TAIPEI, Taiwan -- Taipei District Prosecutors Office yesterday interviewed 20 individuals as it investigates allegations surrounding corruption in the Wanhua Police Precinct.
Reportedly, Taipei prosecutors recently received a tip claiming that three of the precinct's officers - surnamed Yang, Chen and Chiu - are collectively involved in corruption, conducting illegal activities which are said to include accepting bribes and turning a blind eye toward underground gambling rings.
Allegedly, Yang and Chen are both junior detectives while Chiu holds the rank of captain.
The officers stand accused of accepting bribes on a monthly basis through middlemen from as early as 2013.
The bribes have been said to total around NT$10,000 (S$437) monthly, but thousands of dollars extra are allegedly received on an irregular basis each week.
According to the allegations, the cops were not only allowing illegal gambling rings to operate, but were also helping operators of illegal businesses to avoid inspections and arrest.
After the allegations were brought to their attention, Taipei prosecutors began collecting evidence.
After gathering proof that seemed to corroborate the accusations, a team led by prosecutor Deng Ding-chiang conducted searches yesterday at 12 locations where alleged corrupt activities are said to have taken place.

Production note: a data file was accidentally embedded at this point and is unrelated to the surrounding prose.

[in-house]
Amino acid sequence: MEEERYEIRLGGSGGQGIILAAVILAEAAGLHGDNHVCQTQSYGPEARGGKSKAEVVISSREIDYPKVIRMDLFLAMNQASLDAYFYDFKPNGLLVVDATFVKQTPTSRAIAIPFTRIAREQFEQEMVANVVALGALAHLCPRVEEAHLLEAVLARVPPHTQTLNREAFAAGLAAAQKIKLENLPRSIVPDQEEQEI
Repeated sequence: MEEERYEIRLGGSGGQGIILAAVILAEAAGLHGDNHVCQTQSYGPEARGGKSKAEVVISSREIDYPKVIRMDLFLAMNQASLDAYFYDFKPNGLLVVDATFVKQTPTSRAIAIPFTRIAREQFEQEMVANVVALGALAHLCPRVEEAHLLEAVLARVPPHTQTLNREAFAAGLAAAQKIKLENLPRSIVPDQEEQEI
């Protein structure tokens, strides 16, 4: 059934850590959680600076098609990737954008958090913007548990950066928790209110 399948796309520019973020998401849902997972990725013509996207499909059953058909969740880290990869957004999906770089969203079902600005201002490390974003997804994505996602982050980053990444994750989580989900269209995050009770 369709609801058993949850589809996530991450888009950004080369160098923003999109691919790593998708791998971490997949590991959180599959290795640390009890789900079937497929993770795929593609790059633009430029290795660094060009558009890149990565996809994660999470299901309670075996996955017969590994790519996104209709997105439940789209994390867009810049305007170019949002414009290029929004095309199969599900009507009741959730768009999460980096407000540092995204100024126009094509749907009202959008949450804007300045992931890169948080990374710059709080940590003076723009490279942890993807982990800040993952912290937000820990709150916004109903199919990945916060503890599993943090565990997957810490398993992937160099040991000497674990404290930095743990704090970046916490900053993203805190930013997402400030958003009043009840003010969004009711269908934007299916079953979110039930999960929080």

The team included other prosecutors and officials from the Ministry of Justice's Agency Against Corruption, the Ministry of the Interior's National Police Agency and Taipei City Police Department's Civil Service Ethics Division.
Areas searched included offices and residences of the three police officers under suspicion and those of the purported illegal business owners.
20 individuals were interviewed by investigators, with Yang, Chiu, Chen and nine other individuals questioned as criminal suspects having breached the Anti-Corruption Act , while 11 other people were interviewed as persons of interest in the ongoing case.
The Wanhua Precinct has already been investigated over suspicion of corruption at the end of January; they allegedly turned a blind eye over the existence of Tien Gow gambling rings, making yesterday's accusations the second corruption allegations in a space of only a few months.